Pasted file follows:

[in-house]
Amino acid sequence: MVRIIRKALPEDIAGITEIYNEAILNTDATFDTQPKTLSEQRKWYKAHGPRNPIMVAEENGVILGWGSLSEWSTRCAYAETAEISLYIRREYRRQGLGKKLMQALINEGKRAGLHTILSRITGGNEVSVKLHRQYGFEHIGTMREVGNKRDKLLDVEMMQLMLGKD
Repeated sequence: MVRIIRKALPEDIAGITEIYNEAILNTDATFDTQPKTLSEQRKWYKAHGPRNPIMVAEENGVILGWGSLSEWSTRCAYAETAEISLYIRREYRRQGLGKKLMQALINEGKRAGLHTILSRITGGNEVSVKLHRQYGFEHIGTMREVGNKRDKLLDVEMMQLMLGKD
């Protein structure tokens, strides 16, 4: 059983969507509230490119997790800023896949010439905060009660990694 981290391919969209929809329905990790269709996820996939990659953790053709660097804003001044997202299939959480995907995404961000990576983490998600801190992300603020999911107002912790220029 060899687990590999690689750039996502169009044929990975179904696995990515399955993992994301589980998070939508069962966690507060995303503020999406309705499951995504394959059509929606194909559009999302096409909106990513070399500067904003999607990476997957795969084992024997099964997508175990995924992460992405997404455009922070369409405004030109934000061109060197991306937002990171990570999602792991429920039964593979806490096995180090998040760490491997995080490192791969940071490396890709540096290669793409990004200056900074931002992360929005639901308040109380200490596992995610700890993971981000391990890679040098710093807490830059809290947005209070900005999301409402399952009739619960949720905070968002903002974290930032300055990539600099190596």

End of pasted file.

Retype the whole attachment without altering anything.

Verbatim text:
[in-house]
Amino acid sequence: MVRIIRKALPEDIAGITEIYNEAILNTDATFDTQPKTLSEQRKWYKAHGPRNPIMVAEENGVILGWGSLSEWSTRCAYAETAEISLYIRREYRRQGLGKKLMQALINEGKRAGLHTILSRITGGNEVSVKLHRQYGFEHIGTMREVGNKRDKLLDVEMMQLMLGKD
Repeated sequence: MVRIIRKALPEDIAGITEIYNEAILNTDATFDTQPKTLSEQRKWYKAHGPRNPIMVAEENGVILGWGSLSEWSTRCAYAETAEISLYIRREYRRQGLGKKLMQALINEGKRAGLHTILSRITGGNEVSVKLHRQYGFEHIGTMREVGNKRDKLLDVEMMQLMLGKD
């Protein structure tokens, strides 16, 4: 059983969507509230490119997790800023896949010439905060009660990694 981290391919969209929809329905990790269709996820996939990659953790053709660097804003001044997202299939959480995907995404961000990576983490998600801190992300603020999911107002912790220029 060899687990590999690689750039996502169009044929990975179904696995990515399955993992994301589980998070939508069962966690507060995303503020999406309705499951995504394959059509929606194909559009999302096409909106990513070399500067904003999607990476997957795969084992024997099964997508175990995924992460992405997404455009922070369409405004030109934000061109060197991306937002990171990570999602792991429920039964593979806490096995180090998040760490491997995080490192791969940071490396890709540096290669793409990004200056900074931002992360929005639901308040109380200490596992995610700890993971981000391990890679040098710093807490830059809290947005209070900005999301409402399952009739619960949720905070968002903002974290930032300055990539600099190596």